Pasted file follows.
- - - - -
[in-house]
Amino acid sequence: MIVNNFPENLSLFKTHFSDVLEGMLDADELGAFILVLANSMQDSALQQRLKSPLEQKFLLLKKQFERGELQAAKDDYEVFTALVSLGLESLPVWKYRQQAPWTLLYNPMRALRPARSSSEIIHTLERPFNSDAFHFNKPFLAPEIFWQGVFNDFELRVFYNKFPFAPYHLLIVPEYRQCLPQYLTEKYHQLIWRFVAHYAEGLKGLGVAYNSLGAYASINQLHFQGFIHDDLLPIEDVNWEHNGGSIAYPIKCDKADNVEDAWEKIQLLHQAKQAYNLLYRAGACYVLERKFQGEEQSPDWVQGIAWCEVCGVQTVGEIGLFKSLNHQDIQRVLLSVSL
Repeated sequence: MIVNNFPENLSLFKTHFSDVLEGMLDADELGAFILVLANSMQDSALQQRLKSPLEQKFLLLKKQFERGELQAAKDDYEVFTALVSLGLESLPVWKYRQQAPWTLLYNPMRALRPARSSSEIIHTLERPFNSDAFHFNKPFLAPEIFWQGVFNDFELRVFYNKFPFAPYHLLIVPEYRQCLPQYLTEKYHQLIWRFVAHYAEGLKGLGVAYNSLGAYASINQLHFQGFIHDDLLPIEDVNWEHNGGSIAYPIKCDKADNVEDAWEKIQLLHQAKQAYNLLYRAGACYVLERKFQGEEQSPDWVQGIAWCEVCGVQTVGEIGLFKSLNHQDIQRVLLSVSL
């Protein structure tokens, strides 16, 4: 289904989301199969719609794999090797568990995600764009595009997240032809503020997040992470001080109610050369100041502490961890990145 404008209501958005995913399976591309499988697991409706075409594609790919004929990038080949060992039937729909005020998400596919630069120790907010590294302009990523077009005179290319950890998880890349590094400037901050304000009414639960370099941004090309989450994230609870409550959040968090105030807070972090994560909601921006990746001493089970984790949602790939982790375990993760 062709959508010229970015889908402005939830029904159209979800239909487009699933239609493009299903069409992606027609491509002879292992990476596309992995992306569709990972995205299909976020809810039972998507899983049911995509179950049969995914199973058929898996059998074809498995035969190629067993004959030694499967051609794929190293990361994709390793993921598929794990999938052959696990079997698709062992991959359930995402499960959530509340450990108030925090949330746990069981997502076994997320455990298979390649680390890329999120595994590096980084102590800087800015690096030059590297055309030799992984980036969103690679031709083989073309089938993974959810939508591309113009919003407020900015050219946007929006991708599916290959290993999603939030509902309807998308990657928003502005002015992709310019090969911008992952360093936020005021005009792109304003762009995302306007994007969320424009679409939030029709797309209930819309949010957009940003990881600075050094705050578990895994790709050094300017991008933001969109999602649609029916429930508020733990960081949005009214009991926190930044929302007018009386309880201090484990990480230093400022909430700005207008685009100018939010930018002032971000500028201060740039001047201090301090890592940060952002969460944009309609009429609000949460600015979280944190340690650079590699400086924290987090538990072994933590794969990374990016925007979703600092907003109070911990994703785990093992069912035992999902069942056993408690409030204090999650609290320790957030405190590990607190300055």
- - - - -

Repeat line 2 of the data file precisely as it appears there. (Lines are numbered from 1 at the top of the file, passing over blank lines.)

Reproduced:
Amino acid sequence: MIVNNFPENLSLFKTHFSDVLEGMLDADELGAFILVLANSMQDSALQQRLKSPLEQKFLLLKKQFERGELQAAKDDYEVFTALVSLGLESLPVWKYRQQAPWTLLYNPMRALRPARSSSEIIHTLERPFNSDAFHFNKPFLAPEIFWQGVFNDFELRVFYNKFPFAPYHLLIVPEYRQCLPQYLTEKYHQLIWRFVAHYAEGLKGLGVAYNSLGAYASINQLHFQGFIHDDLLPIEDVNWEHNGGSIAYPIKCDKADNVEDAWEKIQLLHQAKQAYNLLYRAGACYVLERKFQGEEQSPDWVQGIAWCEVCGVQTVGEIGLFKSLNHQDIQRVLLSVSL